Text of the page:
Lithium Nitride for Prelithiating Anodes to Reduce Capacity Losses in Li-Ion Batteries
The Richardson Lab has developed a new method for prelithiating anodes to compensate for the first-cycle capacity loss associated with conventional lithium-ion batteries. The prelithiated anodes supply lithium for the irreversible reactions that occur upon initial charging, such as decomposition of the electrolyte to form a solid electrolyte interphase (SEI) layer on the anode. Since lithium ions from the cathode are not consumed in SEI formation, the battery capacity is retained.
Anode materials such as graphite, silicon, aluminum, magnesium or tin are partially lithiated via lithium-nitride metathesis reactions. Some powders are mixed by ball milling, which produces a faster and more uniform reaction. The mixtures are then heat-treated at 250-350 °C to form lithium-containing anode materials and by-products such as inert nitrides (Mg3N2 or AlN) or N2 gas in the case of Si and Sn. To prelithiate graphite anodes, carbon is added to a mixture of Li3N with just enough Mg or Al to produce only lithium and not an Mg or Al alloy. The free lithium then reacts with the carbon.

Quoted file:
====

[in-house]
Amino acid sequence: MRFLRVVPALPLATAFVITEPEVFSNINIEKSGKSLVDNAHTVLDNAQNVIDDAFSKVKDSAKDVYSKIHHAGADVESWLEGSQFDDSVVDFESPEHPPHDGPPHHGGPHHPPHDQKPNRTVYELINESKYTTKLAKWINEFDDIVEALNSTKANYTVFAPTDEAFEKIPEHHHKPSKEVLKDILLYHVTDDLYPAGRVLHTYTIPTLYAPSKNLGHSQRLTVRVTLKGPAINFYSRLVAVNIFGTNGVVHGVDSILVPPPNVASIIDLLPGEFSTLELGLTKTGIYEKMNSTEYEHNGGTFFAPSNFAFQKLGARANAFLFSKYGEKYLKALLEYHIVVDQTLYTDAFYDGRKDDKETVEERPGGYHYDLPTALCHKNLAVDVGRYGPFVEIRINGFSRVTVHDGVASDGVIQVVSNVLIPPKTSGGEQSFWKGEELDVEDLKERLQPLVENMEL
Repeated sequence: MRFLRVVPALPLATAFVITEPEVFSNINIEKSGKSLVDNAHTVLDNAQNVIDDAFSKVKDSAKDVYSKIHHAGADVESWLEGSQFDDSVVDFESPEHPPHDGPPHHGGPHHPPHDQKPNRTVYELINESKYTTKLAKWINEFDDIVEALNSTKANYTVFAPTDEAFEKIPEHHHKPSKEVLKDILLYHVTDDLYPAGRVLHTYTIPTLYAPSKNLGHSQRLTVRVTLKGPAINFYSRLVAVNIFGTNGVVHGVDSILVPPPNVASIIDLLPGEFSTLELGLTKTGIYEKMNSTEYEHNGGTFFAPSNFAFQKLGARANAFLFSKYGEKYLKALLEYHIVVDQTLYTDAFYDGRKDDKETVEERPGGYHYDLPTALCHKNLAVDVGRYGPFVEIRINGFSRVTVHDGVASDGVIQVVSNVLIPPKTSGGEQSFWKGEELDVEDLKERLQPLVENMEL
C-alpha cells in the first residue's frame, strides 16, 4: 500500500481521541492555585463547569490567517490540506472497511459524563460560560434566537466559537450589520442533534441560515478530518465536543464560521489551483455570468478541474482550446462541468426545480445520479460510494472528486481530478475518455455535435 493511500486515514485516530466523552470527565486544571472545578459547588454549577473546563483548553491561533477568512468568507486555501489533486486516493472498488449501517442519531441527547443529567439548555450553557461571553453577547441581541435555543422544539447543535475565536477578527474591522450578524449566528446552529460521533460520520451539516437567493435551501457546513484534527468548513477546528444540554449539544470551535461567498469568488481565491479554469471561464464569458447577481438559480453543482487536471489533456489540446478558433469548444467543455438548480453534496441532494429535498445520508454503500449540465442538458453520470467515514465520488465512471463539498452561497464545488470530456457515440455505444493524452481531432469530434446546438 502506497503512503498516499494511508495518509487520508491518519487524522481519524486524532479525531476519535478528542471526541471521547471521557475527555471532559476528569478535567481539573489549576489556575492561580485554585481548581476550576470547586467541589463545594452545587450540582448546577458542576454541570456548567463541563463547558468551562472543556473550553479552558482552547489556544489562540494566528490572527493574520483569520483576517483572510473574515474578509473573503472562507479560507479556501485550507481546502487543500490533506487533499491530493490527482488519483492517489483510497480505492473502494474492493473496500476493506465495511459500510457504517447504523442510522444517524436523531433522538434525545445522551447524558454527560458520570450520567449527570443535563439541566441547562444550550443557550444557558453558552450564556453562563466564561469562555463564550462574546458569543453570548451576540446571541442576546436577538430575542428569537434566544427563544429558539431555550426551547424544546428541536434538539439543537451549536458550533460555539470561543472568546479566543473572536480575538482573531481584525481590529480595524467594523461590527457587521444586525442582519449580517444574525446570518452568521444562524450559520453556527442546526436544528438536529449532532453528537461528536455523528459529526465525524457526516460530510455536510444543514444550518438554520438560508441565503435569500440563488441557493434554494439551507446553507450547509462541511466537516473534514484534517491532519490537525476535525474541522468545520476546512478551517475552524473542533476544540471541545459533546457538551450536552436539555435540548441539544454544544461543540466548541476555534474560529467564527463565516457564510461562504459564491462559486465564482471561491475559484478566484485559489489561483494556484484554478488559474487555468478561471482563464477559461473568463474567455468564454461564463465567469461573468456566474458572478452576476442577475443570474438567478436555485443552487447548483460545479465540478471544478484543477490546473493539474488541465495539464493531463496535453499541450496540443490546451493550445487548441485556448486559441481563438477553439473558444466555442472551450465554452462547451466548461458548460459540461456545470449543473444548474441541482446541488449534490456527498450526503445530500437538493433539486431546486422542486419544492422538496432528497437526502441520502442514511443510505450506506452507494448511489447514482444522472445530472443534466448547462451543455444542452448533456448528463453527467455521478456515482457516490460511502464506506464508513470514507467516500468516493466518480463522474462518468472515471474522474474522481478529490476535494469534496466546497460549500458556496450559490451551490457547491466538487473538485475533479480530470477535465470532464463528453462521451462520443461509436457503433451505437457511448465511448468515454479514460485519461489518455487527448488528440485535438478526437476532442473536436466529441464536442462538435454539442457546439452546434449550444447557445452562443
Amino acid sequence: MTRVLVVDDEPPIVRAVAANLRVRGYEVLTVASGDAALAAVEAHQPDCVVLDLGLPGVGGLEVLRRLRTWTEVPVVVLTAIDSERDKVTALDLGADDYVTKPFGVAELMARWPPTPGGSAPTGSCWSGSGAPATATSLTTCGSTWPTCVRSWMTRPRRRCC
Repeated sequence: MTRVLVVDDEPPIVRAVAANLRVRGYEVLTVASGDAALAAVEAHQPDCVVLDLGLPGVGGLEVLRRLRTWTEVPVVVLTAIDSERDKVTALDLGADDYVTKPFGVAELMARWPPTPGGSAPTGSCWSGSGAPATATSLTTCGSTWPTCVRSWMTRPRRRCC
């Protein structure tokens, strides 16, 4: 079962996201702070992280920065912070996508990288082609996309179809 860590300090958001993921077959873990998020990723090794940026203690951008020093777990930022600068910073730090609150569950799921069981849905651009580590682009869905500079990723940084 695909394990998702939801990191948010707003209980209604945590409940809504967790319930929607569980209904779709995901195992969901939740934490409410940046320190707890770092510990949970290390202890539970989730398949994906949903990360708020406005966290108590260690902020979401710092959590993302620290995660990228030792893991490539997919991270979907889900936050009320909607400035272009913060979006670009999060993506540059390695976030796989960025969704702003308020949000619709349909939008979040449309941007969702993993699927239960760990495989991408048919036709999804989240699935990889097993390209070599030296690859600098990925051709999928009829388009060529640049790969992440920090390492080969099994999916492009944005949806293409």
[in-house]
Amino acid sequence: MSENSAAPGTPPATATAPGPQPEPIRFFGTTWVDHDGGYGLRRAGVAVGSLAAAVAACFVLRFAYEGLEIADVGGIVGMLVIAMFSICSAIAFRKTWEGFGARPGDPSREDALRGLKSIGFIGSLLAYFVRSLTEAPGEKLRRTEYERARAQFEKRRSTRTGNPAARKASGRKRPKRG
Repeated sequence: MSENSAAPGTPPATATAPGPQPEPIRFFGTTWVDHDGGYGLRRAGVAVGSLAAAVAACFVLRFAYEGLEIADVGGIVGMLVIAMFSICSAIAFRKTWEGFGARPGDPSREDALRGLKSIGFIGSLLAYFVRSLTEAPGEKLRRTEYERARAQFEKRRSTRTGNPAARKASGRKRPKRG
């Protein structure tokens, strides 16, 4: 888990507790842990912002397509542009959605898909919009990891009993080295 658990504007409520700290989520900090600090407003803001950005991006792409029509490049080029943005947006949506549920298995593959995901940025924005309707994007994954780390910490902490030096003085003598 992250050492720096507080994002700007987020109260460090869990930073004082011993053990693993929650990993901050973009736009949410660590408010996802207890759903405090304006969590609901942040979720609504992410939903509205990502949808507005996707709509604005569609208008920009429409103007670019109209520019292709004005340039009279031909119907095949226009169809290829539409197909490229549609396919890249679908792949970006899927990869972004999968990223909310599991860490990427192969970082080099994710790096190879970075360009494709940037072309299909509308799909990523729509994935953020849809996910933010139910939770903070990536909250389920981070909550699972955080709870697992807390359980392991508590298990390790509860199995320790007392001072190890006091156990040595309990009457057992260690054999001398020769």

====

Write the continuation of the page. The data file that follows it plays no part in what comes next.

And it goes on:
Using lithium nitride rather than lithium metal for prelithiating anode materials has several advantages, including ease of handling and mixing (Li3N is a hard powder as opposed to a soft, gummy metal) and lower cost. By partially prelithiating carbon anodes with this method, it may be possible to increase the capacity of conventional lithium-ion cells by 10% without any significant change in the manufacturing processes and with little increased cost. This technique may also help accelerate the introduction of alternative anodes containing silicon, tin, or other metalloids by reducing capacity losses (Figure 1) and preconditioning of the precursor microstructures.
Currently, the Richardson Lab is investigating the limits of prelithiation, the effects of prelithiation on cycling efficiency and reversible capacity, the influence of binders and conductive additives, and the need for added safety precautions when handling prelithiated materials.